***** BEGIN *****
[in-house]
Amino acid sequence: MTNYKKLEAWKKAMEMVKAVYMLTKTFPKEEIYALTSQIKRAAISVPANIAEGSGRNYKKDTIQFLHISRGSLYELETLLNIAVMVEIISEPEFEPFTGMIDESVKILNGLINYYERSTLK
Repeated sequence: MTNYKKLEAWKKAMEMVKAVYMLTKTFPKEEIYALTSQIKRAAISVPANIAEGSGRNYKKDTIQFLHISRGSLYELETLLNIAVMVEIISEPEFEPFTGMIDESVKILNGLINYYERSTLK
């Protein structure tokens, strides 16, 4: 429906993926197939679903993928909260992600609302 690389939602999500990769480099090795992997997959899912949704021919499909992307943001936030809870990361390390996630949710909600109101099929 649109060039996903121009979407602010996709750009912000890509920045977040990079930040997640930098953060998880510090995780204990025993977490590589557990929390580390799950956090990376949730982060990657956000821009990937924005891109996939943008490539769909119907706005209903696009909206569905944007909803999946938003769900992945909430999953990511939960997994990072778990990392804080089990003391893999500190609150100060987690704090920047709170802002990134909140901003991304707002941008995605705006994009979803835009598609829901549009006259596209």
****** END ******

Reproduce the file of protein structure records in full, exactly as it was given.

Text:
[in-house]
Amino acid sequence: MTNYKKLEAWKKAMEMVKAVYMLTKTFPKEEIYALTSQIKRAAISVPANIAEGSGRNYKKDTIQFLHISRGSLYELETLLNIAVMVEIISEPEFEPFTGMIDESVKILNGLINYYERSTLK
Repeated sequence: MTNYKKLEAWKKAMEMVKAVYMLTKTFPKEEIYALTSQIKRAAISVPANIAEGSGRNYKKDTIQFLHISRGSLYELETLLNIAVMVEIISEPEFEPFTGMIDESVKILNGLINYYERSTLK
């Protein structure tokens, strides 16, 4: 429906993926197939679903993928909260992600609302 690389939602999500990769480099090795992997997959899912949704021919499909992307943001936030809870990361390390996630949710909600109101099929 649109060039996903121009979407602010996709750009912000890509920045977040990079930040997640930098953060998880510090995780204990025993977490590589557990929390580390799950956090990376949730982060990657956000821009990937924005891109996939943008490539769909119907706005209903696009909206569905944007909803999946938003769900992945909430999953990511939960997994990072778990990392804080089990003391893999500190609150100060987690704090920047709170802002990134909140901003991304707002941008995605705006994009979803835009598609829901549009006259596209």